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Selvedge Denim – Browse Us Today To Choose More Related Data..

“Typically, the most common denims on earth are going to be a 3-by-one right-hand twill weave, 10 to 12 ounces, red cast (vs. green cast), and – at this time – vertical slubs as opposed to cross hatch,” Scott Morrison said, standing facing a wall of heavyweight selvedge denim in his SoHo store, 3×1. He was not speaking in tongues; he was simply speaking the language of denim. Morrison matured in Rancho Mirage, California, played golf as being a kid, visited the University of Washington to experience golf on a scholarship, drafted a business plan in college to launch a golf company, then finally moved to New York in 1997 and started in on denim.

He arrived at the party in the perfect time. “I remember going and acquiring a couple of Replay Jeans and exploring the inside and going, ‘Holy shit, precisely what is Made in Japan? Japanese Denim? Japanese Wash?’ These people were $125, which during the time was $25 higher priced than every other product they were making.” It was an advantageous enlightenment; through the late ’90s – Morrison places it around 1999 – onward, premium denim continues to be booming. What started with Earl Jean, Frankie B and his awesome Paper Denim & Cloth then moved into 7 For Many Mankind, JBrand, True Religion. Then the wave really caught on and leading up to the present premium denim companies have begun ad infinitum.

In 1999, Morrison and Ken Girard, head of Cone Mills product development, traveled to Japan. Morrison said that during the time, the Cone Mills selvedge shuttle looms in North Carolina were still. Selvedge, or “self-edge” denim (so named for the tightly woven band on the end of sheet of denim), was the classic style of denim – “it’s the record player of the denim industry,” said Morrison – and Cone Mills is among the founding fathers in the fabric. Starting in 1891, these were a premier fabric manufacturer, and through the entire early and mid-1900s, they made only one kind of denim: selvedge denim on shuttle looms. But as technology evolved and the economy demanded faster, cheaper denim, the newest rapier, projectile and air jet looms took over production.

When Morrison and Girard headed to Japan, no one was ordering the slower, more expensive japanese selvedge denim. “At time, the major brands, Gap, J.Crew, Esprit, Levis, Lee, Wrangler – every one of the American brands were focused on this moderate price point.”What Morrison seen in Japan were mills concentrating on premium denim of the sort North America once made. He remembers it being better over the board, from fabrics to sewing to wash. Plus it left an impression. “My dogs were named after Japanese denim mills – Kurabo and Nishimbo. I used to be a little obsessed, as you would expect.”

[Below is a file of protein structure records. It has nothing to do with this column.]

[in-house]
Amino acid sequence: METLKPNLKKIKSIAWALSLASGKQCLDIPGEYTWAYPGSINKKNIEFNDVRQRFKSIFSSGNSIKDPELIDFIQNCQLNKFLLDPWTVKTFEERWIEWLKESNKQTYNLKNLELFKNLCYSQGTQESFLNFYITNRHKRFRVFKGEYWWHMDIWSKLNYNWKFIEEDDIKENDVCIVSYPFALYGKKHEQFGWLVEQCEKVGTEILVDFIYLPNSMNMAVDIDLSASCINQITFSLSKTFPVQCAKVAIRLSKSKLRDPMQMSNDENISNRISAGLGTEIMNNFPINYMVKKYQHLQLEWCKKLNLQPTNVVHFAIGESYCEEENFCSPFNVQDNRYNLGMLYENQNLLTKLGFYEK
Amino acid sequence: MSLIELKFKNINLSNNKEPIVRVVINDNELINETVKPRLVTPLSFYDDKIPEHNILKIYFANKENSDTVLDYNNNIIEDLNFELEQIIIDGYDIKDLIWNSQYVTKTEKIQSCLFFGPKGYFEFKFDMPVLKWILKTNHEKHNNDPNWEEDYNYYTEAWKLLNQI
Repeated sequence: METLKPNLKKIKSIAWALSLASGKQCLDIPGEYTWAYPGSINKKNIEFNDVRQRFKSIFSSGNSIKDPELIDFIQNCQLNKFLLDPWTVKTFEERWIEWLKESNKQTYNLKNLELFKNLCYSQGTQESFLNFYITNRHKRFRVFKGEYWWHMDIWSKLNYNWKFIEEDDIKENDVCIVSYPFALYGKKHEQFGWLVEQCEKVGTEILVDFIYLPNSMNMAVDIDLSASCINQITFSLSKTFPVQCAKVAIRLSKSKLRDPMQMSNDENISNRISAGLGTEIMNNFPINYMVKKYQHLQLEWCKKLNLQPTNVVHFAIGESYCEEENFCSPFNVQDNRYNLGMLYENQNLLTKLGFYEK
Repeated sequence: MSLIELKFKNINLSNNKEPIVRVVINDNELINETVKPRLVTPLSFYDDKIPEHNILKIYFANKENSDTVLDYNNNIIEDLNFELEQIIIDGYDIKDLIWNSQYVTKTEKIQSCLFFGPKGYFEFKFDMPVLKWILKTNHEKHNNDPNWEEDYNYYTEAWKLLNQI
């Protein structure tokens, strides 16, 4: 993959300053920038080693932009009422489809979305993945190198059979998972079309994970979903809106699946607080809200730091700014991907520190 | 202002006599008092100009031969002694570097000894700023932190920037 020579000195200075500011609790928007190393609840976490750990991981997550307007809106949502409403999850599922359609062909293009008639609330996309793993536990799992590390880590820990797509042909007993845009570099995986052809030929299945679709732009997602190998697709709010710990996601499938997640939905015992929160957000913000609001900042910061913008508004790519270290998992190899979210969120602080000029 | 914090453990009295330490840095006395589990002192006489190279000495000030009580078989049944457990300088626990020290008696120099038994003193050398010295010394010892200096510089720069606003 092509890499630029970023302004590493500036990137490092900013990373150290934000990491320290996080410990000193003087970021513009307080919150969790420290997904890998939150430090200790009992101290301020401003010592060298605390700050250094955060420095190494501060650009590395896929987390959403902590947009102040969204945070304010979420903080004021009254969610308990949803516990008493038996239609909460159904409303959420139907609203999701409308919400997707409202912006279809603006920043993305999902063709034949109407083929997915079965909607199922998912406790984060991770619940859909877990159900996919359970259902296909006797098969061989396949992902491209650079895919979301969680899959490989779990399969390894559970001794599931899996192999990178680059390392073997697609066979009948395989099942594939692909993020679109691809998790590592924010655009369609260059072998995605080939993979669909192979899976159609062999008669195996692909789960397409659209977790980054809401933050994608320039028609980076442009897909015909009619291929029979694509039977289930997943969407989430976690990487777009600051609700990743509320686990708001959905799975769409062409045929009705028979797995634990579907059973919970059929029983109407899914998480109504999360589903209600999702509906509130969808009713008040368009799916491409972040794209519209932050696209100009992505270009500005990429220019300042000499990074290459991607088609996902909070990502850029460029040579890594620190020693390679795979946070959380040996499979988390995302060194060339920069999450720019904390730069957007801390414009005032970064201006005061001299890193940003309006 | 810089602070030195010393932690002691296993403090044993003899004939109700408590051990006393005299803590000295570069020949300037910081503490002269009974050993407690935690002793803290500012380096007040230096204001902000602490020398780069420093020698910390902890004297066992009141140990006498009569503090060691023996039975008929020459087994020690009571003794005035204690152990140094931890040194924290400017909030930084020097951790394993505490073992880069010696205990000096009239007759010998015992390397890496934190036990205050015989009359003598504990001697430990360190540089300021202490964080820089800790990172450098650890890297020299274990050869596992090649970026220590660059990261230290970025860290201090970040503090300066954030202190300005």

After that trip, Morrison’s travels in Japan (and also in Italy) continued, as did his study of premium denim manufacturing. He believed he wasn’t the only person who’d buy into this domestically born, internationally perfected practice. Morrison’s idea – shared by only a couple other premium denim companies during the time – was to bring this quality returning to American jeans. “The premise was, why can’t perform the same inside the States?” said Morrison. He did, but it didn’t catch on right away. He says his first couple of forays into offering selvedge denim failed miserably; customers weren’t ready for $250 jeans. He remembers that things that we take for granted on jeans today – oven baking, 3D-whiskering, hand sanding, bleach sponging – didn’t even exist until the early aughts. But Morrison held his vision, and thru two companies, Paper Denim & Cloth and Earnest Sewn, Morrison evolved with America’s interest in premium denim.

Finally, in the year 2011, he started 3×1, his most specialized project to date. 3×1, supplies the largest collection of selvedge denim in the world. They have, at any moment, 70 rolls of selvedge denim wholesale on the “denim wall,” and through the years have introduced greater than 1000 several types of selvedge denim, sourced from 22 different mills around the world. “The denim luhoxj the mills are definitely the rockstars in the shop,” Morrison said. 3×1 specializes in specialty, plus they cater to a distinct, particular client. “I know our customer is definitely the one guy that’ll walk in and become like, ‘That’s fu.cking awesome, that’s a few things i want,’” said Morrison.

To reach that point takes a bit of education. And without digging with the annals of denim geek forums, it takes a bit of translating. So, Morrison provided to provide a lay from the selvedge land – an introduction to things to consider when choosing premium denim.

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